CLARK M. KERR, M.D.; JOHN R. PERFECT, M.D.; PHILIP C. CRAVEN, M.D.; JAMES H. JORGENSEN, Ph.D.; DAVID J. DRUTZ, M.D.; JOHN D. SHELBURNE, M.D., Ph.D.; HARRY A. GALLIS, M.D.; ROBERT A. GUTMAN, M.D.
Fungal peritonitis is a rare complication in patients on continuous ambulatory peritoneal dialysis. We report five recent cases and their management. The fungi isolated were Candida albicans, C. parapsilosis, Exophiala jeanselmei, Drechslera spicifera, and a Fusarium species. Chemotherapy was attempted with various regimens including oral ketoconazole, intravenous or intraperitoneal amphotericin B, and oral flucytosine. Pharmacokinetic studies were done in two patients receiving treament with one of these drugs. Three patients were cured of their fungal infection. Three patients whose Tenckhoff catheters were left in situ died, whereas two patients whose catheters were removed survived. Our experience suggests that removal of the peritoneal catheter should be considered once the diagnosis of fungal peritonitis is established.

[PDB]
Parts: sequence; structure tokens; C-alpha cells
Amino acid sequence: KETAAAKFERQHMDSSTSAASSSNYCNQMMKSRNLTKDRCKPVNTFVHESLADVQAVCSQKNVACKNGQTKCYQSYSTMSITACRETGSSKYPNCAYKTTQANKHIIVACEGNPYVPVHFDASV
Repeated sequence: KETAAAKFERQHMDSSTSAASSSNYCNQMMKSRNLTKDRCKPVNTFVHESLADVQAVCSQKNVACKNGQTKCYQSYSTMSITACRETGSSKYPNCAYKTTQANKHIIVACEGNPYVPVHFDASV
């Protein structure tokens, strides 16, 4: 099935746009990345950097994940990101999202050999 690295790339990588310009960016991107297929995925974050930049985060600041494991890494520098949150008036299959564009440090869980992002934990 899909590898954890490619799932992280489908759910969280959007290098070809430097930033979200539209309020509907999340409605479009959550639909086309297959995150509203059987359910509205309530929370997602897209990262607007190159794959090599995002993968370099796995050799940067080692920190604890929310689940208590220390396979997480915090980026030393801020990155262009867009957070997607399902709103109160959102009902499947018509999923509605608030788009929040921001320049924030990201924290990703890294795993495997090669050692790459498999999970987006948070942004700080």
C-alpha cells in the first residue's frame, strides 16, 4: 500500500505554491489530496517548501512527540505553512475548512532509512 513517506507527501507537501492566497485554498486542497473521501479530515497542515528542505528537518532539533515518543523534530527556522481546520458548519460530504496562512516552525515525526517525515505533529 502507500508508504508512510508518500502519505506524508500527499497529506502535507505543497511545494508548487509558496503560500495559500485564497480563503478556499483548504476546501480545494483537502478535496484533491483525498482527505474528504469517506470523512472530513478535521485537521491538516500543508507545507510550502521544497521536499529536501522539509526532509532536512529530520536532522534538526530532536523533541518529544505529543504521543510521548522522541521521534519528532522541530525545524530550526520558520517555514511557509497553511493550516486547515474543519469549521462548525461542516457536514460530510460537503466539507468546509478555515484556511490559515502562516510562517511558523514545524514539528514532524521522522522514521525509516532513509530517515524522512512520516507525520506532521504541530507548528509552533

KERR CM, PERFECT JR, CRAVEN PC, et al. Fungal Peritonitis in Patients on Continuous Ambulatory Peritoneal Dialysis. Ann Intern Med. 1983;99:334–337. doi: https://doi.org/10.7326/0003-4819-99-3-334
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Published: Ann Intern Med. 1983;99(3):334-337.
Gastroenterology/Hepatology, Nephrology, Renal Replacement Therapy.
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